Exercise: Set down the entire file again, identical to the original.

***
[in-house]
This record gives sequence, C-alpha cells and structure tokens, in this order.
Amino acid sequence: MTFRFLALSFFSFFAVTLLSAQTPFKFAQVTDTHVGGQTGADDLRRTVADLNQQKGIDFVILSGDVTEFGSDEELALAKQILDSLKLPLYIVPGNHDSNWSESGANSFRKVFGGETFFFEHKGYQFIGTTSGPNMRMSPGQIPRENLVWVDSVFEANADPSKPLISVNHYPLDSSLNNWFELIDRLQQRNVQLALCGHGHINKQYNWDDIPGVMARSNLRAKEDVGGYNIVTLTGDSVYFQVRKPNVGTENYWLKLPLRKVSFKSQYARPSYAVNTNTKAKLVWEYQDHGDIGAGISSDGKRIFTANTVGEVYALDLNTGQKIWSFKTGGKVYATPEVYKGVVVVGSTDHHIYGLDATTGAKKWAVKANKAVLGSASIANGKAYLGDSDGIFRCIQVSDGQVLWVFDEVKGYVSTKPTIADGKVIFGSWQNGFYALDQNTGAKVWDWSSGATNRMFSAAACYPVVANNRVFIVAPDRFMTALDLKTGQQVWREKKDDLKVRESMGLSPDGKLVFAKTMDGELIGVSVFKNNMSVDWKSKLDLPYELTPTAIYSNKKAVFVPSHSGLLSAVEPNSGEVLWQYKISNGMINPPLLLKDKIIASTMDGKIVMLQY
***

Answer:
[in-house]
This record gives sequence, C-alpha cells and structure tokens, in this order.
Amino acid sequence: MTFRFLALSFFSFFAVTLLSAQTPFKFAQVTDTHVGGQTGADDLRRTVADLNQQKGIDFVILSGDVTEFGSDEELALAKQILDSLKLPLYIVPGNHDSNWSESGANSFRKVFGGETFFFEHKGYQFIGTTSGPNMRMSPGQIPRENLVWVDSVFEANADPSKPLISVNHYPLDSSLNNWFELIDRLQQRNVQLALCGHGHINKQYNWDDIPGVMARSNLRAKEDVGGYNIVTLTGDSVYFQVRKPNVGTENYWLKLPLRKVSFKSQYARPSYAVNTNTKAKLVWEYQDHGDIGAGISSDGKRIFTANTVGEVYALDLNTGQKIWSFKTGGKVYATPEVYKGVVVVGSTDHHIYGLDATTGAKKWAVKANKAVLGSASIANGKAYLGDSDGIFRCIQVSDGQVLWVFDEVKGYVSTKPTIADGKVIFGSWQNGFYALDQNTGAKVWDWSSGATNRMFSAAACYPVVANNRVFIVAPDRFMTALDLKTGQQVWREKKDDLKVRESMGLSPDGKLVFAKTMDGELIGVSVFKNNMSVDWKSKLDLPYELTPTAIYSNKKAVFVPSHSGLLSAVEPNSGEVLWQYKISNGMINPPLLLKDKIIASTMDGKIVMLQY